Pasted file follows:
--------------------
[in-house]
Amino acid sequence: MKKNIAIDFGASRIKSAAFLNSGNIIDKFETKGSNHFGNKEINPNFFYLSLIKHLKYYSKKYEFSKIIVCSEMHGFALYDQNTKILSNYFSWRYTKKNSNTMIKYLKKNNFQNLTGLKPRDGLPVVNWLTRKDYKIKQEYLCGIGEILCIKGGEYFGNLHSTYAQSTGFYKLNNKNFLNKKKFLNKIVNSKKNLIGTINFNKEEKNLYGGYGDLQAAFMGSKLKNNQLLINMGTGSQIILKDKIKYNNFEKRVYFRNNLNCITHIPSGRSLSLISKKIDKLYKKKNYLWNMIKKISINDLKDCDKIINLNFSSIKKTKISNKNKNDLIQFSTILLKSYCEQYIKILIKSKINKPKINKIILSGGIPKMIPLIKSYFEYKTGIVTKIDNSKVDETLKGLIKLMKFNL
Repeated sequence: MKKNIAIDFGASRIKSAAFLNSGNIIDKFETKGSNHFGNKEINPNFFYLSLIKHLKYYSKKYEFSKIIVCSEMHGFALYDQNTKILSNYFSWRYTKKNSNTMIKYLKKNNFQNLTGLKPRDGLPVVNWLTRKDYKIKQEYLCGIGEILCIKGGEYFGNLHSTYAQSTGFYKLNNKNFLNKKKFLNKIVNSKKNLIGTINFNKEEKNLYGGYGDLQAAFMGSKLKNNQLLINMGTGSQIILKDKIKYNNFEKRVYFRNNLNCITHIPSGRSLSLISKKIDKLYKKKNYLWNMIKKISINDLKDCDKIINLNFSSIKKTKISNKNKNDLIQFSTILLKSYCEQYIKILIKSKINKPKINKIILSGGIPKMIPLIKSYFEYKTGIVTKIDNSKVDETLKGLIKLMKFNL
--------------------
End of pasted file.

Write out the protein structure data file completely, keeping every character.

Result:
[in-house]
Amino acid sequence: MKKNIAIDFGASRIKSAAFLNSGNIIDKFETKGSNHFGNKEINPNFFYLSLIKHLKYYSKKYEFSKIIVCSEMHGFALYDQNTKILSNYFSWRYTKKNSNTMIKYLKKNNFQNLTGLKPRDGLPVVNWLTRKDYKIKQEYLCGIGEILCIKGGEYFGNLHSTYAQSTGFYKLNNKNFLNKKKFLNKIVNSKKNLIGTINFNKEEKNLYGGYGDLQAAFMGSKLKNNQLLINMGTGSQIILKDKIKYNNFEKRVYFRNNLNCITHIPSGRSLSLISKKIDKLYKKKNYLWNMIKKISINDLKDCDKIINLNFSSIKKTKISNKNKNDLIQFSTILLKSYCEQYIKILIKSKINKPKINKIILSGGIPKMIPLIKSYFEYKTGIVTKIDNSKVDETLKGLIKLMKFNL
Repeated sequence: MKKNIAIDFGASRIKSAAFLNSGNIIDKFETKGSNHFGNKEINPNFFYLSLIKHLKYYSKKYEFSKIIVCSEMHGFALYDQNTKILSNYFSWRYTKKNSNTMIKYLKKNNFQNLTGLKPRDGLPVVNWLTRKDYKIKQEYLCGIGEILCIKGGEYFGNLHSTYAQSTGFYKLNNKNFLNKKKFLNKIVNSKKNLIGTINFNKEEKNLYGGYGDLQAAFMGSKLKNNQLLINMGTGSQIILKDKIKYNNFEKRVYFRNNLNCITHIPSGRSLSLISKKIDKLYKKKNYLWNMIKKISINDLKDCDKIINLNFSSIKKTKISNKNKNDLIQFSTILLKSYCEQYIKILIKSKINKPKINKIILSGGIPKMIPLIKSYFEYKTGIVTKIDNSKVDETLKGLIKLMKFNL